You might as well get AdminStudio - looking through posts here, WISE is pretty much done. Make sure you get support on the product - that helps a lot. Also, if you've been tinkering with packaging but haven't done it a lot, I can't stress strongly enough to get training on it. There's a huge difference between dabbling and doing it professionally. Good training can help you do packaging faster and avoid a lot of common mistakes.

Storage on your SAN is a big thing as well - you'll be making a software library a well as storing work in progress. Determine what you're storing - generally it's current version, 1 prior version, and upcoming version. So add up what you'll think you'll need, then double it (some would say quadruple it). You'll need a lot of space.

So that's a starting point. I'm sure the more senior members will have things to add.
Answered 01/26/2012 by: Arminius
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What Dave said seems pretty complete to me. Some points I'd like to add:

- make sure you start your packaging from a cleanly staged XP with the company's default image
- another reason for keeping some physical machines handy can be to allow for packaging and testing of hardware components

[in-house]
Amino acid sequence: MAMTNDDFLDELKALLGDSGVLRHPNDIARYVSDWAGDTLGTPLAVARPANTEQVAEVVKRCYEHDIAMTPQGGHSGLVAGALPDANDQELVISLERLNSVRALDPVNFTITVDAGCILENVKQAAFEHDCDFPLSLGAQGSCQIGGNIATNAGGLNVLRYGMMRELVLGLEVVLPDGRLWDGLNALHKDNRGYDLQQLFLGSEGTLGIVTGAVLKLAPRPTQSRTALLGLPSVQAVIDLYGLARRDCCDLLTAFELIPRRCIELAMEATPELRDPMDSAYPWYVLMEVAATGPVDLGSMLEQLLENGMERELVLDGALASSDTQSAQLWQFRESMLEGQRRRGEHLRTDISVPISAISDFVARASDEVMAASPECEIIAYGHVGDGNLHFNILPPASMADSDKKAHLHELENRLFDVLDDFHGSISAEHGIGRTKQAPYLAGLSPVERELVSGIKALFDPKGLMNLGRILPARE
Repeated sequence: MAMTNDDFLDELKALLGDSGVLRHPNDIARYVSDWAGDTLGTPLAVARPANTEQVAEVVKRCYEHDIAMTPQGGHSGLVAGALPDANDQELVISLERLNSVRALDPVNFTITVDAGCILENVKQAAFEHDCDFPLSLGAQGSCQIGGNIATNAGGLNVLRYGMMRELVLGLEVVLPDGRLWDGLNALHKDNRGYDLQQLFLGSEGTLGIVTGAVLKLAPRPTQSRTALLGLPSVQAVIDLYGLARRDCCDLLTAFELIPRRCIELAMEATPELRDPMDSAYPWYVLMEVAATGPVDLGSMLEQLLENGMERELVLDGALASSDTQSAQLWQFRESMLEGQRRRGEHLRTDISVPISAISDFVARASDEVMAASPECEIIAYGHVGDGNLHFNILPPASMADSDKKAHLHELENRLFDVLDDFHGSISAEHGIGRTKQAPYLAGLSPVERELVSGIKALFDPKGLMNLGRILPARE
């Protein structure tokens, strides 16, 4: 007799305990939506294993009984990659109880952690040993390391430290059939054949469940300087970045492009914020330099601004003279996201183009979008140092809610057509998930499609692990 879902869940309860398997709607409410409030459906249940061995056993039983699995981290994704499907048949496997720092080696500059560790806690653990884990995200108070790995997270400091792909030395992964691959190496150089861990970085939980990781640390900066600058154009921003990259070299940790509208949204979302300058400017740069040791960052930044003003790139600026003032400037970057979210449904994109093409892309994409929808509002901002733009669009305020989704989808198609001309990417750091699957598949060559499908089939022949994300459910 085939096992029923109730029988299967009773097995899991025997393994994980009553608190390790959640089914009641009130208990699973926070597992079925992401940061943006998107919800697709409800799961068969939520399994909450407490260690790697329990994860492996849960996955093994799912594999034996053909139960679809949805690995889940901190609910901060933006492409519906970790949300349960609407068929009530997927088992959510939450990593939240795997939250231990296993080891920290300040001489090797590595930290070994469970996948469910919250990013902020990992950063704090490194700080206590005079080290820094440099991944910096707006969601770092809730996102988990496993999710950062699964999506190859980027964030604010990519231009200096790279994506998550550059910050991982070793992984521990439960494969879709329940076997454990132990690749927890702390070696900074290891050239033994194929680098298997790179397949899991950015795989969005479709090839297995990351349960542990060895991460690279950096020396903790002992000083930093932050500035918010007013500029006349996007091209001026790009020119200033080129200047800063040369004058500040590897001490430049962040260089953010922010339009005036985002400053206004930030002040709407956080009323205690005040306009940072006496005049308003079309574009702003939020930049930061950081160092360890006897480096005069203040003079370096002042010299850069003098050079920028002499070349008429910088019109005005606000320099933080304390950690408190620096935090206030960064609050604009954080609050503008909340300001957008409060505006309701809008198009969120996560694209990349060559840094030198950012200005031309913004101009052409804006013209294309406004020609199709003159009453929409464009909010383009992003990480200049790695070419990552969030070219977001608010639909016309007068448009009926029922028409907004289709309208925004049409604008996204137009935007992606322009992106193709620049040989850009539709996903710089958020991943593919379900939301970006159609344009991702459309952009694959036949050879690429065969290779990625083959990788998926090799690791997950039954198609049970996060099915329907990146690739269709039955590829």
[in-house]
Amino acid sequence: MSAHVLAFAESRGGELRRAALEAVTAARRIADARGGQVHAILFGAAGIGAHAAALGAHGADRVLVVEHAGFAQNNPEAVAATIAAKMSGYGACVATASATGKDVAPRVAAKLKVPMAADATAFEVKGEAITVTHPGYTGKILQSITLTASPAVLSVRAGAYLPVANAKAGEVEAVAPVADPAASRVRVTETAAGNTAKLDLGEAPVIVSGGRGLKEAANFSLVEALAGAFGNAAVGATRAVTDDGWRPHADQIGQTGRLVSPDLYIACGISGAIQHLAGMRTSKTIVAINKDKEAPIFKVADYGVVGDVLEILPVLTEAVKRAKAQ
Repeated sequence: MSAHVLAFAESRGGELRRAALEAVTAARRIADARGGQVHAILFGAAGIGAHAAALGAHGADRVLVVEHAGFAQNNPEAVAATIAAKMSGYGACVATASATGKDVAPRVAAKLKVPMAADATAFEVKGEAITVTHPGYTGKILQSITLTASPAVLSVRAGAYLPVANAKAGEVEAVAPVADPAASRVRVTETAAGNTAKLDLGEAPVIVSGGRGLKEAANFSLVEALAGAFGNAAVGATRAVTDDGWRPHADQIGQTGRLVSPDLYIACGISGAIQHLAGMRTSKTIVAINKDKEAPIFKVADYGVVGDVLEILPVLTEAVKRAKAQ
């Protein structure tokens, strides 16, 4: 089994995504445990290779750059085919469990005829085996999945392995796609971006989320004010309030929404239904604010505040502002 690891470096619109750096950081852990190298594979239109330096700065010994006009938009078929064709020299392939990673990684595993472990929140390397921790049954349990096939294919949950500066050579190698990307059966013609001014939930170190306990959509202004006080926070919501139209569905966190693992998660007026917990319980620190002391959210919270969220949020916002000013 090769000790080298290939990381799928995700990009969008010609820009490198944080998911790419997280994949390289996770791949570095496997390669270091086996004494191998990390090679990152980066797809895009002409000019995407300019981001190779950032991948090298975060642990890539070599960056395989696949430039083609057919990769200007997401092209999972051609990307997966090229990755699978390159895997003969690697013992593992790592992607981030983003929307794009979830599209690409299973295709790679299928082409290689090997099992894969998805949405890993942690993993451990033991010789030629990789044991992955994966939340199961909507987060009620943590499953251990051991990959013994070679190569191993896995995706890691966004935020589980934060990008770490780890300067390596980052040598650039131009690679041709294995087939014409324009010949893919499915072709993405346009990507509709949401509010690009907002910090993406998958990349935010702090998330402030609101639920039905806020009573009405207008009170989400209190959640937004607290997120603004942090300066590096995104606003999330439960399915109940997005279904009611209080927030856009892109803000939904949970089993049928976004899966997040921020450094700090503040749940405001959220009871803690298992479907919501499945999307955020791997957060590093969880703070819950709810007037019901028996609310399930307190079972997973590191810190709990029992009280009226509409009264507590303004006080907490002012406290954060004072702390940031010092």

- plan your packaging efforts to start with more basic components and applications (Office/Java/Oracle) so these can then be used as prerequisites for other applications.
- make sure to work out a signoff procedure for each package, both before and after the packaging. This way the requirements get frozen before you start, and the deliverables get signed off on afterwards. A fixed 'grace period' after package delivery for dealing with possible issues is also key. Dave already mentioned this but I cannot stress enough how important this is.

PJ
Answered 01/26/2012 by: pjgeutjens
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Some process stuff as well: determine what and why you're packaging. If you're going to package everything (one employer did that), be prepared to really prioritize what you're doing. You'll have one app that one person absolutely needs, it will take a month to do, and that package will hold up doing a project for a different workgroup. If it's to gain efficiency and you can determine what gets packaged and what stays manual, make criteria for determining what gets packaged and what does not.